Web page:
The injunction was successfully varied at a hearing on 13 June 2008. An application to vary the terms of the injunction in connection with access was granted and a new Order made by the Technology and Construction Court.
Alternative access across the site ensured that access to the car park entrance was maintained whilst demolition above and adjacent to the highway continued.
Demolition was completed by June 2008.
In late May 2008, a mobile crane and piling rig were on site, preparing the site for construction. It was reported on 1 September 2008 that law firm Davies Arnold Cooper was to take up 80,000 sq ft (7,400 m2) of office space and subsequently that the restaurant which was to be at the top of the tower was fully let. The tower was well under construction, with steel rebar cages already inserted into the ground, which formed part of the piles that would hold the weight of the tower. In November 2008 another piling rig came into use on the site, as well as huge steel plates for the piles.
On 30 March 2009, the largest ever piles in the UK had been laid. (The previous record holder was Moor House with foundations 57 m deep, and these were only built to that depth in 2002 to allow Crossrail eventually to pass under it.) The piles were sunk 48.5 m below sea level, and 65.5 m below the site, surpassing Moor House's depth by 8.5 m.
In the summer of 2009, piling had been completed and workers began excavating deep down, ready to begin constructing the basements. The first blue crane base was put into place in October 2009.
In June 2011 Arab Investments announced that they had secured the near £500 million shortfall, meaning that construction work could resume, and on 19 December 2011, the core had reached the sixth floor.[unreliable source?] A £140 million loan was provided by HSH Nordbank, a lender based in Hamburg, which has been extended three times.
In March 2012, due to problems regarding the pre-let, the project was halted until at least early 2013. In early December 2012, a settlement offered by Arab Investments to contractors Brookfield Multiplex paved the way for construction to resume "potentially very soon". However, in February 2013 it was reported that the part-built skyscraper could be demolished and rebuilt from scratch under a less expensive scheme. The following month it was understood that several architects had submitted bids to re-design the Pinnacle, including Ken Shuttleworth, the co-designer of 30 St Mary Axe. In April 2013 it was confirmed that the Pinnacle will not restart construction under current designs.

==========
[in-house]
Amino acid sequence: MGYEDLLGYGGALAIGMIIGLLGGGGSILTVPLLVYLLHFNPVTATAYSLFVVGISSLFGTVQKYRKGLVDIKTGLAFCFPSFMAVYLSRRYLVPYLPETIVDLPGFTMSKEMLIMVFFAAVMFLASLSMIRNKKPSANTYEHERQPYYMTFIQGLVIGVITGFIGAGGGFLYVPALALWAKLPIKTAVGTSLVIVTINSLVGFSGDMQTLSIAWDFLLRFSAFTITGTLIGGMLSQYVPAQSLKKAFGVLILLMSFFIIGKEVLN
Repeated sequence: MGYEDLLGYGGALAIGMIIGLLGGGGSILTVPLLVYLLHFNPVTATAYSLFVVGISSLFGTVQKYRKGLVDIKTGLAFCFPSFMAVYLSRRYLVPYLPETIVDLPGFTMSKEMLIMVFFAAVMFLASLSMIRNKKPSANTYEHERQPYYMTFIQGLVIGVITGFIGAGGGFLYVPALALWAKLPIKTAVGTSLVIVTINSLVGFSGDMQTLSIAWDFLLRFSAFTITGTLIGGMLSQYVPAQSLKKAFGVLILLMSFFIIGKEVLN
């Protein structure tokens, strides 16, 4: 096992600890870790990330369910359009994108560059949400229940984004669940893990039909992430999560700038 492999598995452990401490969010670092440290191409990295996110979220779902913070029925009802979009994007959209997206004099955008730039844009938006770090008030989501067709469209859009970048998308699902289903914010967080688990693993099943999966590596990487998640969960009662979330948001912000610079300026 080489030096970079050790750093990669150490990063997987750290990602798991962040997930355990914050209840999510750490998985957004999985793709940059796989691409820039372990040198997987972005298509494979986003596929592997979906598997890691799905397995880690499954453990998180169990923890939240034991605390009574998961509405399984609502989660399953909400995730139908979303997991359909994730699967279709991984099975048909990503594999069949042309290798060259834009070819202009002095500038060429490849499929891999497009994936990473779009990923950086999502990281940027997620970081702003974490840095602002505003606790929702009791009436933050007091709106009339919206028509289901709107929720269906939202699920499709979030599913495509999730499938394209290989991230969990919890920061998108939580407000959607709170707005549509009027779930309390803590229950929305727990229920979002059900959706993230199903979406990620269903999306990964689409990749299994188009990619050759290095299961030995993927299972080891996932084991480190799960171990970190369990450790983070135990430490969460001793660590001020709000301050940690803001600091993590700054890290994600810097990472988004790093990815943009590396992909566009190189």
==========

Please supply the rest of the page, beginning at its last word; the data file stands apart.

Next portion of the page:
- "The Pinnacle Facts : CTBUH Skyscraper Database". CTBUH. Retrieved 26 February 2012.
- Norman, Paul (2012-02-03). "Pinnacle equity stake sale expected next week". CoStar UK. Retrieved 2013-09-04.
- Skyscraper News (2005-11-28). "Bishopsgate Tower Cut Down To Size". http://www.skyscrapernews.com. Retrieved 2010-08-08.
- Skyscraper News (2006-04-25). "DIFA Bishopsgate Tower Approved". http://www.skyscrapernews.com. Retrieved 2007-09-08.
- Corporation of London (2008-12-04). "Roof concept image" (PDF). http://www.planning.cityoflondon.gov.uk. Retrieved 2009-01-26.
- Union Investment Real Estate (2007-05-30). "Union Investment Real Estate completes sale of The Pinnacle to Arab Investments" (PDF). http://realestate.union-investment.com. Retrieved 2007-05-31.
- Construction News (2007-08-30). "Multiplex wins £500m tower". http://www.cnplus.co.uk/. Retrieved 2007-08-30.[dead link]
- 07:35 PM (2011-12-16). "Bishopsgate Tower - "The Pinnacle" | City of London | 288m | 63 fl | On Hold - Page 484". SkyscraperCity. Retrieved 2013-09-04.
- The Sunday Times, business section, page 3, 29 July 2012
- Davey, Ed (2012-11-19). "London's future skyline in doubt". BBC News. Retrieved 2013-09-04.
- Withers, Iain (2012-12-07). "Pinnacle offers to settle Brookfield legal claim". Building. Retrieved 2013-09-04.
- Booth, Robert (2013-03-11). "Gherkin architect aims higher with City of London's tallest tower". The Guardian. Retrieved 2013-09-04.
- "Bye bye Helter Skelter - Pinnacle to be redesigned". Architects Journal. 2013-04-10. Retrieved 2013-09-04.